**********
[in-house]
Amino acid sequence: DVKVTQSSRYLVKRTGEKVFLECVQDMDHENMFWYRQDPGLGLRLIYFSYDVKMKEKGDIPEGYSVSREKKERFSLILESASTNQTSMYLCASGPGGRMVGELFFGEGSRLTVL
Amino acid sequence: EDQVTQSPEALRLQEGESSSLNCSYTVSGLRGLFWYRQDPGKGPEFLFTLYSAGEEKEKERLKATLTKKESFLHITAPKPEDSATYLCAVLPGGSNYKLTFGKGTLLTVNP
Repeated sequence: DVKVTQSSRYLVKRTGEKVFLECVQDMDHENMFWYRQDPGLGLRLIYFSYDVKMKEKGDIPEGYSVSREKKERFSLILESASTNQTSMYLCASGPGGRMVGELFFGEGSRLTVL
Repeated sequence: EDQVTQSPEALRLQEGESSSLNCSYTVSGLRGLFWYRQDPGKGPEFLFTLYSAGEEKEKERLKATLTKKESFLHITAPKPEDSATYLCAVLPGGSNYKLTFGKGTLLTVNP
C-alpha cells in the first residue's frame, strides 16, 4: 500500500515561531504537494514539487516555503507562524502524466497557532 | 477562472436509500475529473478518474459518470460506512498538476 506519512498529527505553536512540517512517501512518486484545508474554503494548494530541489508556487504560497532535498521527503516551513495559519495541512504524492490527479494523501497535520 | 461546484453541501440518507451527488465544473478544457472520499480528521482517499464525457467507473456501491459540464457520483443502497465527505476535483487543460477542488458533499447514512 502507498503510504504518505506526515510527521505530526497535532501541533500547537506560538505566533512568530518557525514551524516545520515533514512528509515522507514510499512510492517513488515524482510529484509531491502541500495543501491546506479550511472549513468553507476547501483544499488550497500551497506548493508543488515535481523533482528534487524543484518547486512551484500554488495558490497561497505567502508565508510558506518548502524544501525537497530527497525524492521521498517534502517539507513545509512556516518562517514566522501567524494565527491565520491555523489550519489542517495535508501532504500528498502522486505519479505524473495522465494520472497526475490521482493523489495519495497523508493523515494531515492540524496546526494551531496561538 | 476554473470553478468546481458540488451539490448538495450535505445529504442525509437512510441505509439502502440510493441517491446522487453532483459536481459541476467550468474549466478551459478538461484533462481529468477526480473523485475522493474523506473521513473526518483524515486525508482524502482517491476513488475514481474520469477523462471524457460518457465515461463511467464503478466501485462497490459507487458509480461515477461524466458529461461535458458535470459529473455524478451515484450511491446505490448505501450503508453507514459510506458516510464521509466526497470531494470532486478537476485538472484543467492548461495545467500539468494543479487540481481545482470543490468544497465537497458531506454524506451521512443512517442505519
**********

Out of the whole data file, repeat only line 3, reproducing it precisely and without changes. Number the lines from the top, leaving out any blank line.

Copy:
Amino acid sequence: EDQVTQSPEALRLQEGESSSLNCSYTVSGLRGLFWYRQDPGKGPEFLFTLYSAGEEKEKERLKATLTKKESFLHITAPKPEDSATYLCAVLPGGSNYKLTFGKGTLLTVNP